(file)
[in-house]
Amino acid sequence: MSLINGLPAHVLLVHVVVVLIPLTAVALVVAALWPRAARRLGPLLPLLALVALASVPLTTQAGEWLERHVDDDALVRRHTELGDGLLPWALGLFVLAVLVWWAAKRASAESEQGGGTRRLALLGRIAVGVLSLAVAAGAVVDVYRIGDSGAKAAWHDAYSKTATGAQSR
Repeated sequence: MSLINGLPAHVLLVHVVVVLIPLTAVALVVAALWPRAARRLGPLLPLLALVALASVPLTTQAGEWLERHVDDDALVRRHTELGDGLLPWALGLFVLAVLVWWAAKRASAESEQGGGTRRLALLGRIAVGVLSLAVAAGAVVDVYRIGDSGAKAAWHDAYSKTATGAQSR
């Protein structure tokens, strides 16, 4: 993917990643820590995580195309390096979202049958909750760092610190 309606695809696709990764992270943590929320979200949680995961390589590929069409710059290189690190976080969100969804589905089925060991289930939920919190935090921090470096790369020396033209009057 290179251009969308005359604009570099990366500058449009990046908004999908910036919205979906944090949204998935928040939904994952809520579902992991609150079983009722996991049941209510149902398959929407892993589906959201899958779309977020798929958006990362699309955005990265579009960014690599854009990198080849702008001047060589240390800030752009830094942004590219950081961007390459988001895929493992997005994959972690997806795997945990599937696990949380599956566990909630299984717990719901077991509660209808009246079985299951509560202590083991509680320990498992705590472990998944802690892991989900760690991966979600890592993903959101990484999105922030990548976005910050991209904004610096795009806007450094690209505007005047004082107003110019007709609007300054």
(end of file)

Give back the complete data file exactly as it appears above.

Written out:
[in-house]
Amino acid sequence: MSLINGLPAHVLLVHVVVVLIPLTAVALVVAALWPRAARRLGPLLPLLALVALASVPLTTQAGEWLERHVDDDALVRRHTELGDGLLPWALGLFVLAVLVWWAAKRASAESEQGGGTRRLALLGRIAVGVLSLAVAAGAVVDVYRIGDSGAKAAWHDAYSKTATGAQSR
Repeated sequence: MSLINGLPAHVLLVHVVVVLIPLTAVALVVAALWPRAARRLGPLLPLLALVALASVPLTTQAGEWLERHVDDDALVRRHTELGDGLLPWALGLFVLAVLVWWAAKRASAESEQGGGTRRLALLGRIAVGVLSLAVAAGAVVDVYRIGDSGAKAAWHDAYSKTATGAQSR
């Protein structure tokens, strides 16, 4: 993917990643820590995580195309390096979202049958909750760092610190 309606695809696709990764992270943590929320979200949680995961390589590929069409710059290189690190976080969100969804589905089925060991289930939920919190935090921090470096790369020396033209009057 290179251009969308005359604009570099990366500058449009990046908004999908910036919205979906944090949204998935928040939904994952809520579902992991609150079983009722996991049941209510149902398959929407892993589906959201899958779309977020798929958006990362699309955005990265579009960014690599854009990198080849702008001047060589240390800030752009830094942004590219950081961007390459988001895929493992997005994959972690997806795997945990599937696990949380599956566990909630299984717990719901077991509660209808009246079985299951509560202590083991509680320990498992705590472990998944802690892991989900760690991966979600890592993903959101990484999105922030990548976005910050991209904004610096795009806007450094690209505007005047004082107003110019007709609007300054």